Mohale acknowledged that water access would be a key challenge, should Shell move ahead with fracking in the Karoo. He added, however, that the company would seek alternative water sources, such as brackish water, which might be sufficiently available at depth.

In addition, Shell has promised full disclosure of the chemicals that will be used in the fracking process, if it proceeds with the development phase, which will probably get under way only in the next decade.

With the moratorium on exploratory fracking now lifted, Shell is waiting for an exploration licence from the DMR on the basis of the environmental management plan it submitted to the Petroleum Agency of South Africa (Pasa).

Drilling, however, can only start once Shell has submitted its environmental, social and health impact assessment (Eshia), which will take an estimated two years to prepare.

Eshia will assess the poten- tial impact that exploration activities could have on the environment and will highlight possible operational alternatives. The assessment will include specialist studies, water tests, seismic testing and air-quality tests, among other processes. Extensive consultation sessions will also be held with the people of the Karoo.

Shell will submit the finalised Eshia to the Department of Environmental Affairs for approval and, if granted approval, will proceed with exploration drilling, which could take up to nine years to finalise.

Shell plans to drill at least six wells within the first three-year licence period, which is the minimum number of wells required for drilling. These wells will test whether the shale can produce sufficient quantities of gas to make the development worthwhile.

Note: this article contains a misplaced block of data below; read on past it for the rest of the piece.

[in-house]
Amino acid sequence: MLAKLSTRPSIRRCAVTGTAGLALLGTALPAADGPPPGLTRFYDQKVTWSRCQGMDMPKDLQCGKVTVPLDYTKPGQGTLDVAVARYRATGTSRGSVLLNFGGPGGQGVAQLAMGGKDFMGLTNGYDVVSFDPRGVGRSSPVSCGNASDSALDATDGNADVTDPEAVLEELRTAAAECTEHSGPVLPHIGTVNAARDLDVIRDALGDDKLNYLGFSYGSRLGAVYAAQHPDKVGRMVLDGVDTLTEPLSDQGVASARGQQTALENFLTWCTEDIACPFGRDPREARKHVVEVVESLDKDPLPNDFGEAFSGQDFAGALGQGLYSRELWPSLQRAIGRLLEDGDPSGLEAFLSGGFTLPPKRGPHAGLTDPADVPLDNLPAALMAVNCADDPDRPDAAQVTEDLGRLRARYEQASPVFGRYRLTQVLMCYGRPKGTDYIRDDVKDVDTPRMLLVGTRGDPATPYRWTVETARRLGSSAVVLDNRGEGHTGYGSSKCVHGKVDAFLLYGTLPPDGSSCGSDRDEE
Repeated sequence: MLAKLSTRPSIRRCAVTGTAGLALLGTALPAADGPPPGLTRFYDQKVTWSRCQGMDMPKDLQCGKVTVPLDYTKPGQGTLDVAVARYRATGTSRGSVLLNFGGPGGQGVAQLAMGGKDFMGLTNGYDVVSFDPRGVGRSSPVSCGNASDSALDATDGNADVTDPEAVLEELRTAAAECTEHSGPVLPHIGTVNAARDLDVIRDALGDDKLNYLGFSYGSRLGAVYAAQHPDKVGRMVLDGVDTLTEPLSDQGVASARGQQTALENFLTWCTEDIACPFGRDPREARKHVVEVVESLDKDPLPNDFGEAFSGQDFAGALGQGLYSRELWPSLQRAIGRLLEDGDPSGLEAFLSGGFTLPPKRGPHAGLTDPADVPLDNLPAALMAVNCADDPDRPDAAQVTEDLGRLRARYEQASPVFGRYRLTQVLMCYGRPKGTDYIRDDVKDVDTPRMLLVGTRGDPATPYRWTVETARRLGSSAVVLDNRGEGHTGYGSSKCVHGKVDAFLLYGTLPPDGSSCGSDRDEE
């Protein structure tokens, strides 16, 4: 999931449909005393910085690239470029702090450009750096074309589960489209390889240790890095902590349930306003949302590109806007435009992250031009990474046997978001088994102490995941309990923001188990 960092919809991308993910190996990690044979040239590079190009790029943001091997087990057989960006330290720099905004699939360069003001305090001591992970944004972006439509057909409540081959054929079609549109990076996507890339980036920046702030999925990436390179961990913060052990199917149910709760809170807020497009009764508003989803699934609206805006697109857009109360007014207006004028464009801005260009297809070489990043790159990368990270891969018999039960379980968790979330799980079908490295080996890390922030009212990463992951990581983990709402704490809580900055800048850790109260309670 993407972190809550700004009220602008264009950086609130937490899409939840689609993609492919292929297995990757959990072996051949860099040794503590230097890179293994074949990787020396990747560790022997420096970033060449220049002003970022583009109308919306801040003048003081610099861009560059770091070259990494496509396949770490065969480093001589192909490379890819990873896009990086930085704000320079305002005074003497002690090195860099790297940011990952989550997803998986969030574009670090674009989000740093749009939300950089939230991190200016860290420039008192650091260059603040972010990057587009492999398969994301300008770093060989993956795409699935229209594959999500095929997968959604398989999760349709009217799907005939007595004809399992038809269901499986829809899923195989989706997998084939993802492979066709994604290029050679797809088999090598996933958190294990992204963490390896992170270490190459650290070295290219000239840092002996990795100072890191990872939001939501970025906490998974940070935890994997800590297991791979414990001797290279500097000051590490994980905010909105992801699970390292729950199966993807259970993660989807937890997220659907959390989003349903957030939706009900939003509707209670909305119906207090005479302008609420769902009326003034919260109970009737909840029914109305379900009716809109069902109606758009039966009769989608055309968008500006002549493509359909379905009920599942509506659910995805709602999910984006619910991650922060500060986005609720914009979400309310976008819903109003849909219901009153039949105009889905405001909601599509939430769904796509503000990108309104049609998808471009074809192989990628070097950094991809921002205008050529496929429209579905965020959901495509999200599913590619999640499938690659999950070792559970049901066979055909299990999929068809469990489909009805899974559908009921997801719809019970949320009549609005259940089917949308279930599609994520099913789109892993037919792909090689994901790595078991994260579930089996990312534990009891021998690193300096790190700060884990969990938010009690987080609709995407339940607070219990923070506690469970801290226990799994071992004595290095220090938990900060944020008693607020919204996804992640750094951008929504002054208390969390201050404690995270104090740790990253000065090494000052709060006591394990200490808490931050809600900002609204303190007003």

Should the first exploration wells show encouraging results, Shell will renew its exploration licence to drill more exploration wells, which could add up to 24 wells within the licence period.

Once the exploration period draws to a close, the oil major hopes to proceed with gas production, which would involve the construction of between 60 and 70 drilling-rig sites, or well pads, each about the size of a football field, which will be spaced 4 km to 5 km apart. Each well pad can accommodate up to 32 wells.

“This development process is expected to impact on not more than 1% of Shell’s 90 000 km2 licence area, which is nothing in terms of surface impact. “The overall footprint of shale gas development in the Karoo will, therefore, be very limited,” says Mohale.

He adds that, in terms of explor- ation legislation, South Africa has the correct checks and balances in place to proceed with confidence.

Edited by: Martin Zhuwakinyu

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Re: Say NO to Fracking in the KAROO

Post by H. erectus » Sun Apr 28, 2013 6:34 pm

My word,.. when Shell oil, have so much to account for in